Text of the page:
Thoughts On The Dead

Musings on the Most Ridiculous Band I Can't Stop Listening To

All Around The World, The Same Song

(Originally posted under the title One Night In America on 6/11/ 16)

 

If you were a snazzy dude or a stone-cold fox in Santa Rosa, CA, on 6/28/69, you were in luck. The Grateful damned Dead was in town and for the price of a ticket, or a boost up the venue’s drainpipe, you could kick the shit off your rock and roll shoes. You could get down, or get high, or get busy, or get real loose with it, or you could get into some real heavy shit. The cops would give you the stink-eye, and pick off the dumb and unlucky, but mostly it was a summer night in America and you could fall in love.

If you were gay in Manhattan and wanted a drink, you were fucked. I mean: you could purchase a beverage. You just couldn’t be gay while you drank it; it was illegal. And actually, the beverage itself probably was illegal, as the only bars that catered to homosexuals were owned by the mob. An establishment that tolerated homosexual behavior would get its liquor license pulled, and there were undercover cops scouring the city looking for enclaves of gays and lesbians who had the temerity to be thirsty and want to dance to the jukebox. A legitimate restaurateur needed his license, so even if he were sympathetic (or secretly gay himself,) he wouldn’t permit gayness in his place.

Criminals, on the other hand, couldn’t give a shit about licenses, and they owned the gay bars.  Every week, the local precinct’s bagman would swing by for his payment, and every month or so, a bunch of cops would swing by to arrest people: men for dancing with one another, or women for wearing “un-feminine” clothing. These bars were terrible and filthy places with stolen and watered-down liquor, and the worst bathrooms in Manhattan until CBGB’s opened. One place, the Stonewall Inn on Christopher Street, didn’t have running water.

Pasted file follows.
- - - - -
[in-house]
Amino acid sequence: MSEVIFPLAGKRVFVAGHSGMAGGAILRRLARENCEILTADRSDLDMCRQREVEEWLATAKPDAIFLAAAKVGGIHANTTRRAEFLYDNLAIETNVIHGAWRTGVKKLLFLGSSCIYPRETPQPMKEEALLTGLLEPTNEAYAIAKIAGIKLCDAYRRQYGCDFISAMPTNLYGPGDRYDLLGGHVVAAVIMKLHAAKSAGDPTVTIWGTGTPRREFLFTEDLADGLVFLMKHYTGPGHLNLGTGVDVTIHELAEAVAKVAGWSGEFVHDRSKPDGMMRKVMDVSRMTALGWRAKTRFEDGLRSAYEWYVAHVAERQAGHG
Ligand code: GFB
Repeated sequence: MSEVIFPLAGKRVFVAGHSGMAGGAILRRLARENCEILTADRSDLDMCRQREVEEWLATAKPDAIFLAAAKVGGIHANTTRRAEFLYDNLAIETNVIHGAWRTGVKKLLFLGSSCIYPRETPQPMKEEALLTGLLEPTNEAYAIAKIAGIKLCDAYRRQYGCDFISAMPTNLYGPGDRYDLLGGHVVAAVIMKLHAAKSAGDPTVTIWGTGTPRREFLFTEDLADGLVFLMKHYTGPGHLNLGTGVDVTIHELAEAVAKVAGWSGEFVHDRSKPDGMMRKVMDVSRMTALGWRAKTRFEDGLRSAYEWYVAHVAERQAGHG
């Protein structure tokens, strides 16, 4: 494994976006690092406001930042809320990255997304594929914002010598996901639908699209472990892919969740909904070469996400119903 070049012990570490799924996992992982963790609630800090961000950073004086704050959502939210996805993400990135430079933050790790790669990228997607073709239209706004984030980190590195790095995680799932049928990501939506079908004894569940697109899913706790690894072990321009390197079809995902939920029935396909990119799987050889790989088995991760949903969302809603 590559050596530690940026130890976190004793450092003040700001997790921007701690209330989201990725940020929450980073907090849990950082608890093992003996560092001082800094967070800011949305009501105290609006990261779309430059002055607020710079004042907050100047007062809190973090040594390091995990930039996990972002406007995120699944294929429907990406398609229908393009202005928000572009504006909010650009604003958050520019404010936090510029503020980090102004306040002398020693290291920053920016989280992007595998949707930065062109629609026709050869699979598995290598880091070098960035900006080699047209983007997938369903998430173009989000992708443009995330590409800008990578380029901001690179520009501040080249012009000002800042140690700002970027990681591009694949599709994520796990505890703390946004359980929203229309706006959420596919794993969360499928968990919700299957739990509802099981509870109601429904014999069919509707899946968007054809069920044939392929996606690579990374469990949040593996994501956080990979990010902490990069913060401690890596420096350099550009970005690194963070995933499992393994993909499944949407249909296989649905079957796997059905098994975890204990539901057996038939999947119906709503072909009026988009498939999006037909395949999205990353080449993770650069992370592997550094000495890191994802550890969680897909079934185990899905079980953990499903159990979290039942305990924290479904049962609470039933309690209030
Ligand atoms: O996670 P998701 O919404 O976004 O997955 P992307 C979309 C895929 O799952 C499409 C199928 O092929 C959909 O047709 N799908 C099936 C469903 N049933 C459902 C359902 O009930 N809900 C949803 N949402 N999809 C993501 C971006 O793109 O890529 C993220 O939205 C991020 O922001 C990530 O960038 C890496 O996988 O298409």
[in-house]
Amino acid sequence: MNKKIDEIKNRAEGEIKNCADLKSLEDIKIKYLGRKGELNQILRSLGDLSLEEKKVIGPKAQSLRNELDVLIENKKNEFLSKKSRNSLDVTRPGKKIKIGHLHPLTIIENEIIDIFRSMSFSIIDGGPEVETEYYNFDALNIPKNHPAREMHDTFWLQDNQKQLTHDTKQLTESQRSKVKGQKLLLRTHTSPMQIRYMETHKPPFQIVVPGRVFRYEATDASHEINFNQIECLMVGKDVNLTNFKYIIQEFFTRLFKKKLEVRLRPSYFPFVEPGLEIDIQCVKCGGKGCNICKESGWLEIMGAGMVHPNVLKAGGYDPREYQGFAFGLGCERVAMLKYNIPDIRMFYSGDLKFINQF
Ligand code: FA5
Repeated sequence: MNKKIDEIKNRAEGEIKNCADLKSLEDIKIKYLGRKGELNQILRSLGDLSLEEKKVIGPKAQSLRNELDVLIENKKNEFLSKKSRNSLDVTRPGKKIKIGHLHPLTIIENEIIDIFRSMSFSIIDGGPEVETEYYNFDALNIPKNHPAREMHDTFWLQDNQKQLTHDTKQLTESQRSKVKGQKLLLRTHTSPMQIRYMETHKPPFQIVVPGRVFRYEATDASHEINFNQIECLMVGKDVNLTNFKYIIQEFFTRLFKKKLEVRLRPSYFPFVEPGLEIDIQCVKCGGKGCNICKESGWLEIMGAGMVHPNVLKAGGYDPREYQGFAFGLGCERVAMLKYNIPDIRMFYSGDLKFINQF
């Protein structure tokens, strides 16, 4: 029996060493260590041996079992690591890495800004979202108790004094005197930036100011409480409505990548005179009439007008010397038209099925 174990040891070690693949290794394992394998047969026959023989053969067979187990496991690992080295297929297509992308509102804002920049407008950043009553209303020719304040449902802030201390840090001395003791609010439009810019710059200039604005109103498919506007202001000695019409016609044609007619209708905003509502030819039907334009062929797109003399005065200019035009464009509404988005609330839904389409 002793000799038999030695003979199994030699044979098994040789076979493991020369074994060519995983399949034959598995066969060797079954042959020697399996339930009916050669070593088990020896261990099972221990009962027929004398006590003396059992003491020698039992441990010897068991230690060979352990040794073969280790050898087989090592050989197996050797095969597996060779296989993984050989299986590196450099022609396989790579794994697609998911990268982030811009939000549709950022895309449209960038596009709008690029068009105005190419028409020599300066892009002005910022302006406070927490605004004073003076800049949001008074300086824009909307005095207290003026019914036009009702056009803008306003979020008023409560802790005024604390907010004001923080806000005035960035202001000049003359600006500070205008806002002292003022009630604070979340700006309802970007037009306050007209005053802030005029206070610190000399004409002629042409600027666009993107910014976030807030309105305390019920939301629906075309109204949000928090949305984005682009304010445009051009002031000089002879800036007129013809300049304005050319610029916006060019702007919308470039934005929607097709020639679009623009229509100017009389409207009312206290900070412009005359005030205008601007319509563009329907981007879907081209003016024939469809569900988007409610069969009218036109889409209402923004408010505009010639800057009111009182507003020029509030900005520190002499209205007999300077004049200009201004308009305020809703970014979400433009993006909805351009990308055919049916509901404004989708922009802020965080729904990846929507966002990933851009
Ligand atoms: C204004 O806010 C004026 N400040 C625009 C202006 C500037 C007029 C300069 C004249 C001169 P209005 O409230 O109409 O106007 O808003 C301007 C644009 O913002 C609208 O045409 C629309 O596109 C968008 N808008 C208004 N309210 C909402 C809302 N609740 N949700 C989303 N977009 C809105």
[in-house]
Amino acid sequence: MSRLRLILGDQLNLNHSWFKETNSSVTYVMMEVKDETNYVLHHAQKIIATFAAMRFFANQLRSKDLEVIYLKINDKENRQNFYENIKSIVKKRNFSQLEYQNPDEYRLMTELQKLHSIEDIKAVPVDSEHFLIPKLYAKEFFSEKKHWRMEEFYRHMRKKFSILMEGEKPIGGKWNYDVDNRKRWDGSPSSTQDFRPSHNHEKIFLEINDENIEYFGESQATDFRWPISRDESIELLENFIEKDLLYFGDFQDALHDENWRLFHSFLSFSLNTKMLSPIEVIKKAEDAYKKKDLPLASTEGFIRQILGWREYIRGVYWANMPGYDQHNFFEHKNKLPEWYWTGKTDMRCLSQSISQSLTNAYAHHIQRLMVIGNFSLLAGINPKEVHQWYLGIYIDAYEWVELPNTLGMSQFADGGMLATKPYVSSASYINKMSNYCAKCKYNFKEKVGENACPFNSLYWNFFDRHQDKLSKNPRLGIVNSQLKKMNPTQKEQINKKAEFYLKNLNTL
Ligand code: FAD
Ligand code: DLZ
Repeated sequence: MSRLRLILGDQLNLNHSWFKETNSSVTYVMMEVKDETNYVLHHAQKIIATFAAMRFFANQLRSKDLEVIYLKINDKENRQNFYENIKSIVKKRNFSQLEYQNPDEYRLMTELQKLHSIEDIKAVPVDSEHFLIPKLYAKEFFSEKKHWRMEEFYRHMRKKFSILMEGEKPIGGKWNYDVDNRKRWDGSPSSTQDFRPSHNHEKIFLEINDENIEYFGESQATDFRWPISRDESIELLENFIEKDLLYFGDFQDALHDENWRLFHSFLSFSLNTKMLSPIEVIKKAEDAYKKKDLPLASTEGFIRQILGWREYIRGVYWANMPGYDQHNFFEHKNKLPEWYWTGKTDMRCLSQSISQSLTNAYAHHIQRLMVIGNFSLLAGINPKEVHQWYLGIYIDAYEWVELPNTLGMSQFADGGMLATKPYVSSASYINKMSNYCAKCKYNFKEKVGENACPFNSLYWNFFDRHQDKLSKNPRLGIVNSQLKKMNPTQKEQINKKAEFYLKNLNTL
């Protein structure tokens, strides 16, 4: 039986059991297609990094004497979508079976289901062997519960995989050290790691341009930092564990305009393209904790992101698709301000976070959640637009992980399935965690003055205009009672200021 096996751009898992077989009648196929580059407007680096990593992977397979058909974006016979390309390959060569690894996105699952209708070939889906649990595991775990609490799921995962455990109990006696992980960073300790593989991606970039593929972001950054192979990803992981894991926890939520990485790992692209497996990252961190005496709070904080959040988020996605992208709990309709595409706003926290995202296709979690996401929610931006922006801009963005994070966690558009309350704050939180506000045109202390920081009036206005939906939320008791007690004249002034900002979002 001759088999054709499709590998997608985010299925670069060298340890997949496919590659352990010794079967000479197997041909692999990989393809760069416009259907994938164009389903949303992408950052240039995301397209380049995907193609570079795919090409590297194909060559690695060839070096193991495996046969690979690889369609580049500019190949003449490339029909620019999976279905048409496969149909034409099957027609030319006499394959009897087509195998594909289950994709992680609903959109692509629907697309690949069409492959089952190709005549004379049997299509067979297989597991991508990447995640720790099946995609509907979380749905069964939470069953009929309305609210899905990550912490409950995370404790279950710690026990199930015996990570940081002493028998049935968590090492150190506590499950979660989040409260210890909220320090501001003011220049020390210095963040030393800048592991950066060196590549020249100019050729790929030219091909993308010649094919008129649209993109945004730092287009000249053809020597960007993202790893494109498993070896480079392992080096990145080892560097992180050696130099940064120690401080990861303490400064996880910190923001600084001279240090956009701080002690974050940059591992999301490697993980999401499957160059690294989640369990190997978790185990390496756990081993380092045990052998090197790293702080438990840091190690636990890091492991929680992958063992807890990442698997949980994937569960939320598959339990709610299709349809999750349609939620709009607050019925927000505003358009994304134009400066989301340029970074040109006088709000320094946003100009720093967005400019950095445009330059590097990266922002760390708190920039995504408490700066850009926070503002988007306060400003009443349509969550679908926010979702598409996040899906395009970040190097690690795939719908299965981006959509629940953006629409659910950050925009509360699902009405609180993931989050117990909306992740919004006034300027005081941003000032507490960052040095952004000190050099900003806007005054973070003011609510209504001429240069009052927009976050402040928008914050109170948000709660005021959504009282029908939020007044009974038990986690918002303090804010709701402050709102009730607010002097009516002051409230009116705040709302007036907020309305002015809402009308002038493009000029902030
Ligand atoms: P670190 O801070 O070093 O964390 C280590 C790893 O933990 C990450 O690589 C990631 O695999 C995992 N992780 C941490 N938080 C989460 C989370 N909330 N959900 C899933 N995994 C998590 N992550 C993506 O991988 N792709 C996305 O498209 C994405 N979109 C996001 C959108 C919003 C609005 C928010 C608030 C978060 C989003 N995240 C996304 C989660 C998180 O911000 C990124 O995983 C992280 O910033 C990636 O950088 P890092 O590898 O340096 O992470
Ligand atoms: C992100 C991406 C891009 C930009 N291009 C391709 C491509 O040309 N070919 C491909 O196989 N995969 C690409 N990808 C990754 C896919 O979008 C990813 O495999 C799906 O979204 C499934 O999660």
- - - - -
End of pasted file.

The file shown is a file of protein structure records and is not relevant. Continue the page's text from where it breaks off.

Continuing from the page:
Veteran’s Auditorium in Santa Rosa had running water. The kids could dance, and wear whatever the hell they wanted.

The undercover cops I mentioned? They’d hit on guys, and arrest them for responding. The paper would print your name and address the next day, and lawyers wouldn’t take your case. And–and this is the important part right here–society was happy to see you get what you deserved, fairy. You weren’t a criminal. You were the crime.

A drink in a clean, well-lighted place. A dance floor, and dimes for the Wurlitzer. It isn’t too much to ask.

On June 28th, 1969–probably at exactly the same time the kids in Santa Rosa were doing exactly what they wanted to do–the cops raided the Stonewall, where the kids were not allowed to do what they wanted.

I called them kids.

They were.

The busts were usually peaceful, but not this night; the riot lasted three days and sparked the modern gay rights movement. People will only eat shit for so long, and there are stories of drag queens ripping up the sidewalks to throw chunks of paving stones at cops. I hope those stories are true, but there’s no tape. Not even an AUD.

’69 was a long time ago, but not that long, and society’s come far, but not far enough. The finish line keeps moving itself backwards, it seems.

Some people like to go to Dead shows, and some people like to go to gay bars; they’re the same thing: something to drink, and someplace to dance, and people who understand you. Maybe even want to kiss you. Somewhere you could let your light shine.

It isn’t too much to ask.

3 Comments

  1. Nice post, but is the title a digital underground reference? I think this song might be tupac’s first released verse

    • Thoughts On The Dead

      June 29, 2019 at 9:51 pm

      Shock G stole the line from P-Funk, but it certainly is. Bonus points if you can identify the surprisingly terrible comedy the song was featured in.

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